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I have the following proof and there are some steps I do not understand. Can anyone explain to me what is going on?

Claim: (AC) $\implies$ Zorn's lemma

Proof:

Assume that $S$ is a partial ordered set, and that every chain in $S$ has an upper bound. To show: $S$ has a maximal element.

For $A\subset S$ define $\Delta(A):=\{y\in S:\forall x\in A(y>x)\}$. Let $f:\mathcal{P}\to S$ be a choice function. For $A\subset S$ define \begin{equation} U(A)= \begin{cases} f(\Delta(A)),\ \text{ for }\Delta(A)\neq\emptyset\\ f(S),\ \text{ otherwise } \end{cases} \end{equation}

Use transfinite recursion: There exists a class function $G:\Omega\to V$ such that \begin{equation} \begin{cases} G(\alpha)=U(G\mid_\alpha)\\ G(\emptyset)=U(\emptyset)=f(S)=:a_0\\ \end{cases} \end{equation} where $G\mid_\alpha=\{\langle\beta,G(\beta)\rangle:\beta\in\alpha\}$. Hartogs theorem implies that there exists an ordinal $\gamma\in\Omega$ for which there is no injection $\gamma\to S$. Then $G(\gamma)=a_0$.

What is this proof doing actially? I think the idea is to construct a chain which is actually $S$ but I do not see how is it doing here. And what about the conclusion? Can someone give me the missing details?

Thank you

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    $\begingroup$ The least you can do when someone actually puts energy into writing an answer is to indicate that you have read it. If you also want to add whether or not you found it useful, not very useful, or why, that's even better. But at least some indication that I didn't waste my time would be great. $\endgroup$ – Asaf Karagila Aug 10 '16 at 6:05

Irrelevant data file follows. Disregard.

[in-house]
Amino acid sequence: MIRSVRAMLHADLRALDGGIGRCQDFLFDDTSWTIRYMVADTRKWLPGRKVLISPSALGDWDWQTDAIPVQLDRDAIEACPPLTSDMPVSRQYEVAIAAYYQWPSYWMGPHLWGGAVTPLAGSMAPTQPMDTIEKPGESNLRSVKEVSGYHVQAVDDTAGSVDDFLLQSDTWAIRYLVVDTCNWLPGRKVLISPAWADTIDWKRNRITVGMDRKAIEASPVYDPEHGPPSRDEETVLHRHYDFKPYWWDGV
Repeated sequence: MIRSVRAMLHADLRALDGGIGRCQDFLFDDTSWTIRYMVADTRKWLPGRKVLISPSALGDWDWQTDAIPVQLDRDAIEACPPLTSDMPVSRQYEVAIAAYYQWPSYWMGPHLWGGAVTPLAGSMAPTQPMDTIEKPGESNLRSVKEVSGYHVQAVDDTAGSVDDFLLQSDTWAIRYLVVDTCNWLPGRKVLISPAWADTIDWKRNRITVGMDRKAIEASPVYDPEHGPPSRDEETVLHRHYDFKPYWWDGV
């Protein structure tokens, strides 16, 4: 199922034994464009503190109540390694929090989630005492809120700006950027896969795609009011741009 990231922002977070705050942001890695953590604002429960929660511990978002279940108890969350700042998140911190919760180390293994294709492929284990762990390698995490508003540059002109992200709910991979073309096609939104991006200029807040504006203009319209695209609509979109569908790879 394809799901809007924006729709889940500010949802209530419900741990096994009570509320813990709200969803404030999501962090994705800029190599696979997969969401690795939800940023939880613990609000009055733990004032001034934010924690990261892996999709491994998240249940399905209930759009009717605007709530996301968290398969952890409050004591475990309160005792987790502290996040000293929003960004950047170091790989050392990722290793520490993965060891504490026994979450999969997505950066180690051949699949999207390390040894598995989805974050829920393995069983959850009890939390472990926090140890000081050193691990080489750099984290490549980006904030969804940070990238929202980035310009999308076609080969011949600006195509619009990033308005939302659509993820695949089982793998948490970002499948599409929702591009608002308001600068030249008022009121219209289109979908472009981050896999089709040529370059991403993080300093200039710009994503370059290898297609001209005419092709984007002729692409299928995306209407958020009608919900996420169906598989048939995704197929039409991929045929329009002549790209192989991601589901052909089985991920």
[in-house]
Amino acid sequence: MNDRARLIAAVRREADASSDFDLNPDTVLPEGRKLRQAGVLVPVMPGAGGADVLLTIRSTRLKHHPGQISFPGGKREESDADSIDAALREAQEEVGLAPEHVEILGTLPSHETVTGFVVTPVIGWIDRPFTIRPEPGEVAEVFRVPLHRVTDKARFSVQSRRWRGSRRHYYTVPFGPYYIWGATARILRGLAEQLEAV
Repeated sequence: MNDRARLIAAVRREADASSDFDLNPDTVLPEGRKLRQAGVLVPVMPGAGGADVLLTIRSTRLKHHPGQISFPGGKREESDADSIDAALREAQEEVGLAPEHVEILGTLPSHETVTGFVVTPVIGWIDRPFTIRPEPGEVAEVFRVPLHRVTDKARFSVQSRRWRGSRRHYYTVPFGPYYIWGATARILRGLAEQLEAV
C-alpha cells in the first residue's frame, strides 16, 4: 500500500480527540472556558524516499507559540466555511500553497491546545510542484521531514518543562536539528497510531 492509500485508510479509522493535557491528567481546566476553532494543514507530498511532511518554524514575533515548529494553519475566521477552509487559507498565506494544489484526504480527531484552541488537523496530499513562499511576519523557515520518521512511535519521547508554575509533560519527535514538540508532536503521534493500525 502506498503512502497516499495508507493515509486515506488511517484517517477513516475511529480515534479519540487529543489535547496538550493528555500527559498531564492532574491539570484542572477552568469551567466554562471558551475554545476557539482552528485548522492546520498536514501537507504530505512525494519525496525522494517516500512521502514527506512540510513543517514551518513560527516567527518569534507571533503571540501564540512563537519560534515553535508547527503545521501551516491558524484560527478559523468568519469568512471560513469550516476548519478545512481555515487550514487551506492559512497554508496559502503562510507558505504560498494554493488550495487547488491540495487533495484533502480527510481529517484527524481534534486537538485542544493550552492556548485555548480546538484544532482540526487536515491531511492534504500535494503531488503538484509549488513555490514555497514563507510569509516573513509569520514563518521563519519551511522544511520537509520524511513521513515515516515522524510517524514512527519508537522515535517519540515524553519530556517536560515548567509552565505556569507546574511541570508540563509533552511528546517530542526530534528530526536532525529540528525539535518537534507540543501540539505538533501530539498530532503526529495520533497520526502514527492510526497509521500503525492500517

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    $\begingroup$ @AsafKaragila I think I have done this by voting the answer I found useful and putting votes... What am I missing? $\endgroup$ – sky90 Aug 10 '16 at 6:11
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    $\begingroup$ Voting is anonymous. I couldn't have known that you were one of the voting parties until 30 seconds ago. $\endgroup$ – Asaf Karagila Aug 10 '16 at 6:12
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Here's the intuition behind the proof. You want to find a maximal element of $S$. How do you find it? You start with an element $s_0\in S$. If $s_0$ is maximal, you're done. If not, then you can find a bigger element $s_1\in S$. If $s_1$ is maximal, you're done. If not, you can find a bigger element $s_2\in S$. If $s_2$ is maximal, you're done. If not, ...

OK, so you keep repeating this. But what if you define $s_0<s_1<s_2<\dots$ for infinitely many steps without ever finding a maximal element? Then $\{s_0,s_1,s_2,\dots\}$ is a chain, so by hypothesis it has an upper bound. Choose such an upper bound and call it $s_\omega$. Now we can start the process all over: if $s_\omega$ is maximal, we're done. Otherwise, choose a larger element and call it $s_{\omega+1}$. If $s_{\omega+1}$ is maximal, we're done. And so on.

You can continue this process defining $s_\alpha$ for ordinals $\alpha$ by induction. If $s_\alpha$ is ever maximal, you win. If $s_\alpha$ is not maximal, define $s_{\alpha+1}$ to be something bigger than $s_\alpha$. If $\alpha$ is a limit ordinal and you've defined $s_\beta$ for all $\beta<\alpha$, all the $s_\beta$ you have defined so far form a chain, so choose an upper bound for this chain and call it $s_\alpha$.

By Hartogs' theorem, this process can't go on forever, since it would give an injection from all the ordinals to $S$. The only way it can stop is if you find a maximal element. Therefore, you will eventually find a maximal element.